Rubber band ligation of haemorrhoids: indications
In the 1950s, rubber band ligation was introduced as a new technique for ligating bleeding internal haemorrhoids, suitable for ambulatory use without the need for hospitalisation1.
Haemorrhoids banding is today generally indicated for the symptomatic treatment of internal haemorrhoids which do not respond to conservative therapies. Rubber band ligation is often used for the management of grade I and II haemorrhoids without prolapse2.
- Blaisdell PC. Office ligation of internal hemorrhoids. Am J Surg. 1958; 96: 401–404.
- The non-surgical management for hemorrhoidal disease. A systematic review, G. Cocorullo, et al Il Giornale di Chirurgia, 38(1): 5-14, January 2017
Rubber band ligation of haemorrhoids: procedure
The rubber band ligation of haemorrhoids is one of the most common and economical procedures for minimally invasive day hospital treatment of haemorrhoids.
Conventional haemorrhoid ligation
In the traditional procedure, the surgeon usually performs the rubber band ligation with the aid of a reusable metal anoscope, a ligator and forceps. During the operation, an external light source illuminates the treated area, while the anoscope is kept in position by an assistant.
The surgeon introduces the anoscope into the anus, grabs the haemorrhoid cushion with the forceps and inserts it into the ligator opening. The ligator is then pushed towards the haemorrhoid cushion, at the base of which a rubber band is applied to reduce the flow of blood to the haemorrhoidal tissue. As a result, the haemorrhoid cushion shrinks and falls within a few days.
When compared with other day hospital procedures for treating haemorrhoids, rubber band ligation has better results supported by clinical evidence. However, the way in which the ligation of haemorrhoids is traditionally performed and the features of the commonly used instruments have several disadvantages:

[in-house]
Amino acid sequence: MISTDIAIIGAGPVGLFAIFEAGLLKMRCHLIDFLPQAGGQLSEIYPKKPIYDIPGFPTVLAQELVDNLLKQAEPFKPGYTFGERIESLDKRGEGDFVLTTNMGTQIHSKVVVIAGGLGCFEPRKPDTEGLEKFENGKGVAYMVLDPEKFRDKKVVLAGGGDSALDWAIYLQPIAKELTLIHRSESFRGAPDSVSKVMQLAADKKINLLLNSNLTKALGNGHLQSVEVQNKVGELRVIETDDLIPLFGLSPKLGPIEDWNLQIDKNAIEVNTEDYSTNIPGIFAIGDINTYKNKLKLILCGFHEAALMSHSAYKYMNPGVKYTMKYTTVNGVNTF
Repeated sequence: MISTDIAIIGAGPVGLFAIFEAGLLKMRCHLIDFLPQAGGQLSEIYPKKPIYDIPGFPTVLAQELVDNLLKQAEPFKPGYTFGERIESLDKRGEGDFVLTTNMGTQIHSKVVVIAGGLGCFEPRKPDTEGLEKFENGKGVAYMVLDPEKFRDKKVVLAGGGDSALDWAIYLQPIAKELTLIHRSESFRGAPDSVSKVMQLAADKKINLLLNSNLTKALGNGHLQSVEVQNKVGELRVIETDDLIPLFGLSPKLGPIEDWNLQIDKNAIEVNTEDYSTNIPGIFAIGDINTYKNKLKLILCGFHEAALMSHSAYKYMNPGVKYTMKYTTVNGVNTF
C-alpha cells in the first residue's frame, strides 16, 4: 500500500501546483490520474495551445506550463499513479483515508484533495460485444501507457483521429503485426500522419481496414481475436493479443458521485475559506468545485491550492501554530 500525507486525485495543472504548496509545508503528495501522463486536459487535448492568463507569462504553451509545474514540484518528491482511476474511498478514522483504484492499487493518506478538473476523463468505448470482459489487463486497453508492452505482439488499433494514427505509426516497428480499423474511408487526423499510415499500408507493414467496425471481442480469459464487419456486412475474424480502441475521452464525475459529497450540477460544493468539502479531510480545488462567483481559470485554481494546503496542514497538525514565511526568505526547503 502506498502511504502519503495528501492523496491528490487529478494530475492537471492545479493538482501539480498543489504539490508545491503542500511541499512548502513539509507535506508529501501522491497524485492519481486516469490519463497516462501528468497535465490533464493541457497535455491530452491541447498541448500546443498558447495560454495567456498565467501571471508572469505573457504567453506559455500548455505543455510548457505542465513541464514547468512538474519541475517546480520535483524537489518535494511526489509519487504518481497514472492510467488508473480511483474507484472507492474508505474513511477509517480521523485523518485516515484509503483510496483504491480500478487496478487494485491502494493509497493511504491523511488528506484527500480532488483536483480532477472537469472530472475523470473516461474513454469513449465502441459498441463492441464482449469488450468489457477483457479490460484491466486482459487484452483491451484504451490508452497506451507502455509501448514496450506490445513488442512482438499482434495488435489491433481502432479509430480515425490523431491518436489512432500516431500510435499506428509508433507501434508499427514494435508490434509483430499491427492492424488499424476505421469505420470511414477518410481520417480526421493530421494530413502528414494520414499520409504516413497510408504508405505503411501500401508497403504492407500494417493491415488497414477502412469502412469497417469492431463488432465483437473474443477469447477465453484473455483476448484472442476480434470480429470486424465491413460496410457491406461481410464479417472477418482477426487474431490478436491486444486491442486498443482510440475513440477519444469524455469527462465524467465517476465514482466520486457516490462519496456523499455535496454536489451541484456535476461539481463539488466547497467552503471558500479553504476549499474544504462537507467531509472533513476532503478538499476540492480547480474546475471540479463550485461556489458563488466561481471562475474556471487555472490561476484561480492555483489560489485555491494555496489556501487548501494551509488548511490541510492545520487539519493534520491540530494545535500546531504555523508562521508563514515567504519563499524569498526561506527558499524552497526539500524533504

- reusable metal obturators do not provide a clear view of the operating field and are inconvenient to use and disinfect.
- Metal obturators do not always slide easily into the anoscope.
- frequent sterilisation can cause the ligators’ welding points to break.
- an external light source is required.
- the use of forceps and the presence of an assistant is required to keep the anoscope in place.
Furthermore, the use of forceps often causes intra-operative bleeding and intense pain after surgery and frequently requires analgesics. For this reason, the latest generation of devices for rubber band ligation envisages replacing the forceps with suction units which are easier to use and have a low level of complications for the patient.
THD® Bandy: a new approach to the rubber band ligation of haemorrhoids
THD® Bandy makes the rubber band ligation of haemorrhoids easier to perform thanks to its innovative features that allow overcoming many of the limitations associated with traditional ligation.
THD® Bandy makes the execution of the rubber ligation more comfortable and safe for both the surgeon and the patient, allowing a reduction in time and operating costs and of post-surgery complications.
For further information on the features and advantages of THD® Bandy, click here.
Rubber band ligation of haemorrhoids: clinical efficacy and advantages
Rubber band ligation of haemorrhoids is a minimally invasive and convenient outpatient procedure.
Compared with other outpatient operations, rubber band ligation shows better long-term efficacy and normally requires fewer interventions. 1,2
However, this procedure cannot be considered a permanent solution due to the recurrence rate ranging between 11% and 50%, as documented in the literature.3 For this reason, in the most severe degrees of haemorrhoids and in the presence of prolapse, surgical treatment is usually recommended.
Pain and bleeding are the most frequent complications of the rubber band ligation procedure of haemorrhoids4 and are usually resolved within a few days. Early identification and the timely treatment of post-operative complications are important in order to reduce patient discomfort.
However, in recent years, technological innovation and medical research have allowed the development of devices (hyperlink to page THD Bandy https://thdlab.it/healthcare-professionals/products/thd-bandy) which significantly reduce operative and post-operative complications.
- MacRae HM, McLeod RS. Comparison of hemorrhoidal treatment modalities. A meta-analysis. Dis Colon Rectum. 1995; 38: 687–694.
- Johanson JF, Rimm A. Optimal nonsurgical treatment of hemorrhoids: a comparative analysis of infrared coagulation, rubber band ligation, and injection sclerotherapy. Am J Gastroenterol. 1992; 87: 1600–1606.
- Haemorrhoids: an update on management, Therapeutic Advances in Chronic Disease, Steve R. Brown, 2017, Vol. 8(10) 141–147 4. The non-surgical management for hemorrhoidal disease. A systematic review, G. Cocorullo, et al Il Giornale di Chirurgia, 38(1): 5-14, January 2017